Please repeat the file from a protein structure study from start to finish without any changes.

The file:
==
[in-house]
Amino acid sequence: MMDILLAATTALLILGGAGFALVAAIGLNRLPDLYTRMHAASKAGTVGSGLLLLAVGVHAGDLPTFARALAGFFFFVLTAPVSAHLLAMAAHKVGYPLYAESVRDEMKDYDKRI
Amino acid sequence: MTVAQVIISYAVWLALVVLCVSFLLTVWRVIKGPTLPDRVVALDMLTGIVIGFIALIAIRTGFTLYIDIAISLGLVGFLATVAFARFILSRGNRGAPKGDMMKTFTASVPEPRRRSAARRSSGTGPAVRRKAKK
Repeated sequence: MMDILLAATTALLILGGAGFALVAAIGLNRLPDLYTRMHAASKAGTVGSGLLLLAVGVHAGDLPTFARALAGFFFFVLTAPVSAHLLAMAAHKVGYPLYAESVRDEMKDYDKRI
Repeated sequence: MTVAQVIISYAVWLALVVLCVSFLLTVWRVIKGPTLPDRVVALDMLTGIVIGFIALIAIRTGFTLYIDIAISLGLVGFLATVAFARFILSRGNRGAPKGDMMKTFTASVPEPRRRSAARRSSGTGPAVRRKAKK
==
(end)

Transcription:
[in-house]
Amino acid sequence: MMDILLAATTALLILGGAGFALVAAIGLNRLPDLYTRMHAASKAGTVGSGLLLLAVGVHAGDLPTFARALAGFFFFVLTAPVSAHLLAMAAHKVGYPLYAESVRDEMKDYDKRI
Amino acid sequence: MTVAQVIISYAVWLALVVLCVSFLLTVWRVIKGPTLPDRVVALDMLTGIVIGFIALIAIRTGFTLYIDIAISLGLVGFLATVAFARFILSRGNRGAPKGDMMKTFTASVPEPRRRSAARRSSGTGPAVRRKAKK
Repeated sequence: MMDILLAATTALLILGGAGFALVAAIGLNRLPDLYTRMHAASKAGTVGSGLLLLAVGVHAGDLPTFARALAGFFFFVLTAPVSAHLLAMAAHKVGYPLYAESVRDEMKDYDKRI
Repeated sequence: MTVAQVIISYAVWLALVVLCVSFLLTVWRVIKGPTLPDRVVALDMLTGIVIGFIALIAIRTGFTLYIDIAISLGLVGFLATVAFARFILSRGNRGAPKGDMMKTFTASVPEPRRRSAARRSSGTGPAVRRKAKK